You could spend weeks in Big Sur and still not have explored all the trails and beaches. But for adventurous souls passing through Big Sur on a road trip ( yay Highway 1 is scheduled to be reopened at the end of July 2018!)it is possible to have a satisfying sample of the best Big Sur when you don’t have time for the full buffet of activities.
To make your own perfect Big Sur day pick a waterfall, hike, and beach stop from the list below. If you’re heading from North to South an example of a great day would be: lunch at Nepenthe, McWay falls, hike the Ewoldsen Trail, then finish up the day at Sand Dollar Beach for the sunset. And of course all the stops for classic Highway 1 photo ops along the way..
- McWay Falls. About 15-20 minutes past Nepenthe is McWay falls. You can pay $10 to park in the Julia Pfeiffer Burns State Park parking lot or there’s parking along Highway 1. Follow the signs for the trail to the waterfall. It’s a very easy five-minute walk to the falls. Beware you might need to elbow some people out of your way to get that perfect shot of the water cascading down onto the sand.
- Ewoldsen Trail. If you’ve got 3-4 hours and are looking for a hike that gives you a trip to a waterfall, views, and idyllic redwood forest scenery this is the hike for you. If you’re stopping at Julia Pfeiffer Burns State Park to check out McWay Falls, which of course you are, walk to the end of the parking lot and follow the signs to the picnic area. The trail starts right after the picnic area. Bring plenty of water, a hat, and shoes with good traction because much of this 4.5 mile hike is uphill. *Trail was “closed” as of June 2018 but hopefully will be reopening soon!
- Soberanes Point and Whale Peak. On the very Northern edge of Big Sur, just south of Carmel, is Garrapata State Park. You’ll be so excited to be heading to the iconic Big Sur sights that you can easily speed through this section of Highway 1. Don’t! Wandering these trails along the bluff top is a really easy hike that offers up big views of the Big Sur coastline. Comparable in views to Point Lobos State Park, but with a fraction of the crowds, this less then two mile loop is a great option for families with small children or anyone looking for a quick walk to stretch their legs.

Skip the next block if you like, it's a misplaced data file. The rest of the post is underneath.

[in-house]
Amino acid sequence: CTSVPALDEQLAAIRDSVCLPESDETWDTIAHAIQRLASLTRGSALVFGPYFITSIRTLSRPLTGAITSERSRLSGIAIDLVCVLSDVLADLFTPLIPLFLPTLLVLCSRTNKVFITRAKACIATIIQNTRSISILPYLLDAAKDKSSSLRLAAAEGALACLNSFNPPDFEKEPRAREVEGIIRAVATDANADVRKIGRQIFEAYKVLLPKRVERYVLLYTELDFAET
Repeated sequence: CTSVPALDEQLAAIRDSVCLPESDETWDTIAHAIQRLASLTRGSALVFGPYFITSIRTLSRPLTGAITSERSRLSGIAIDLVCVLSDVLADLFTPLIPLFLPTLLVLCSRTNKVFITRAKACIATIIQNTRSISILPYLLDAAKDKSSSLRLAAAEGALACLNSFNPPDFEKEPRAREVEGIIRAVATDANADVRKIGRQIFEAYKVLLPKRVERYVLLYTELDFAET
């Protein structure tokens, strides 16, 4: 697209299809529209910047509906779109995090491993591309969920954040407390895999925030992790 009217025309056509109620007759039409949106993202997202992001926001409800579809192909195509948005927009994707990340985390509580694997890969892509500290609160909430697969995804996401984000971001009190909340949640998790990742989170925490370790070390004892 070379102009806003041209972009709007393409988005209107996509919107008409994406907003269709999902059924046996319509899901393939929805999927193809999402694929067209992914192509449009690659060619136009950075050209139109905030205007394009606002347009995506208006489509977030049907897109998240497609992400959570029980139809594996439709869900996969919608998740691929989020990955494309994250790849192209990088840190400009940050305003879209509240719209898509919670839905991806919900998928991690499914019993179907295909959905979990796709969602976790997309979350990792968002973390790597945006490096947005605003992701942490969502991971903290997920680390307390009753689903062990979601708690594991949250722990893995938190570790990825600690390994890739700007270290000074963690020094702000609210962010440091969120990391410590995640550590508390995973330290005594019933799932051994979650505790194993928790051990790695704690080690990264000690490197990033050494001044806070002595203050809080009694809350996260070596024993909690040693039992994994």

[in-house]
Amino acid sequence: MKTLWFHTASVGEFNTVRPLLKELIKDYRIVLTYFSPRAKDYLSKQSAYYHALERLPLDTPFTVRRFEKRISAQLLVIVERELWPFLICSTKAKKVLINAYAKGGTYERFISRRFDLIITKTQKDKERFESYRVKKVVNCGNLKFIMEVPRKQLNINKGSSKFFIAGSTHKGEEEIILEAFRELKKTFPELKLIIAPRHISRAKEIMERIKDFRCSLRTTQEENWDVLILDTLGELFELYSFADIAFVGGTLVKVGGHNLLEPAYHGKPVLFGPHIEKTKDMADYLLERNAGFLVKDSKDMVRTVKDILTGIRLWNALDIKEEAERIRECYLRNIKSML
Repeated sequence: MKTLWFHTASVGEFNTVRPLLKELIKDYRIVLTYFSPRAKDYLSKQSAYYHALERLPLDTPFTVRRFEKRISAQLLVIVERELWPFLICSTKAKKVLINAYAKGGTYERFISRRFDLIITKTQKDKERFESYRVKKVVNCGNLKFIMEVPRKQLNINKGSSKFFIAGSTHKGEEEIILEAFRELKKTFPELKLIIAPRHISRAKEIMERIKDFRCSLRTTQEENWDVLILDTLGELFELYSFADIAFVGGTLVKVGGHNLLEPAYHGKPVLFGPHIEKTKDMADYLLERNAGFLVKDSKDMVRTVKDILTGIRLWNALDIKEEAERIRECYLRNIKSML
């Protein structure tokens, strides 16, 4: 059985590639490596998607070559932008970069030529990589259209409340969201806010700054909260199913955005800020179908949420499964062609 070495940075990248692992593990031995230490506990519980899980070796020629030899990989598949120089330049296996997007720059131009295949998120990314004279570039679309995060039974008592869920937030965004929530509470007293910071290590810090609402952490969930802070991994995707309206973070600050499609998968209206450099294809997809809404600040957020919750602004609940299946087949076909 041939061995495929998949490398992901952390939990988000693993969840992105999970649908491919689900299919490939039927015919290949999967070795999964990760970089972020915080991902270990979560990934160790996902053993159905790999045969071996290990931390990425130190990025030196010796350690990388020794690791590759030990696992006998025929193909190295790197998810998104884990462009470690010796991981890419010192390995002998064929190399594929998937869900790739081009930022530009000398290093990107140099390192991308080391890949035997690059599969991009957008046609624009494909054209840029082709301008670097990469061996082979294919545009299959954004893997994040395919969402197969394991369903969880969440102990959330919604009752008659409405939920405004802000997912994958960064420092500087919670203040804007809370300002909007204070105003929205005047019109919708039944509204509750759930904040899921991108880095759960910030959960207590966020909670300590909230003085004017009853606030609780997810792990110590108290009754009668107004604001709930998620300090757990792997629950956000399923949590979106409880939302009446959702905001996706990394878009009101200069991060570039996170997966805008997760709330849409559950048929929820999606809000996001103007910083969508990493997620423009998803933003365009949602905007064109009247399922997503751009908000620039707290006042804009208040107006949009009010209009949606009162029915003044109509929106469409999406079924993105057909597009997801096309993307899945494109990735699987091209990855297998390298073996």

- Soberanes Canyon Trail. Just across the highway from the entrance to the coastal trails in Garrapata State Park is a trailhead that leads up into the mountains. If you’re able to due the entire trail it’s a 5.4 mile loop. However, often times the trail has a section that is closed, making it an out-and-back. The trail starts off fairly mellow, taking hikers through a grassy meadow and into a beautiful section of redwood forest. There are a few creek crossings but with some decent balance and strategizing you should be able to keep your feet dry. The real challenge starts as you emerge from the trees and begin a steep, exposed ascent. You’ll be sweating but you’ll also get some incredible views. Continue for as long as the trail conditions or your legs allow.
- Sand Dollar Beach. A massive half moon shaped beach that’s popular with families and surfers. There’s a large parking lot and a wide trail that makes it easily accessible.
Nepenthe: The view here is unreal and the food is pretty good too. It’s a popular stopping spot for everyone from weary backpackers to designer clad day trippers, so expect to wait 30+ minutes for a table, which really isn’t an issue since you can grab a glass of wine from the bar and enjoy the scenery. Plan on spending upwards of $50 for lunch for two, not including drinks..
Picnic with a view: If you want the budget Nepenthe experience there are plenty of places with incredible views where you can bring your own picnic and nourish your body and soul. One of my favorite recent discoveries was driving up Nacimiento Road and setting up our camp chairs at one of the turn outs. A couple of sandwiches from home, a bag of chips, some La Croix, and a killer view made for an amazing post-hike impromptu picnic.
- The Big Sur coast is frequently foggy in the morning so you won’t get those stunning aqua blue ocean pics until a little later in the day. Plan on reaching Big Sur around 11 or 12 when the fog starts burning off.
- Fill up on gas and purchase any snacks before entering Big Sur. Everything is significantly more expensive along this section of coast.
- Bring layers. Afternoons can get warm and sunny but it’s also typical for it to be windy or foggy at any point throughout the day.
- Poison oak and ticks are common annoyances in Big Sur so definitely do a tick check after hiking and wash yourself with cold water to try to prevent itchy poison oak rashes.
- Pay $10 for parking at a State Park and you can park at any of the State Parks for the day.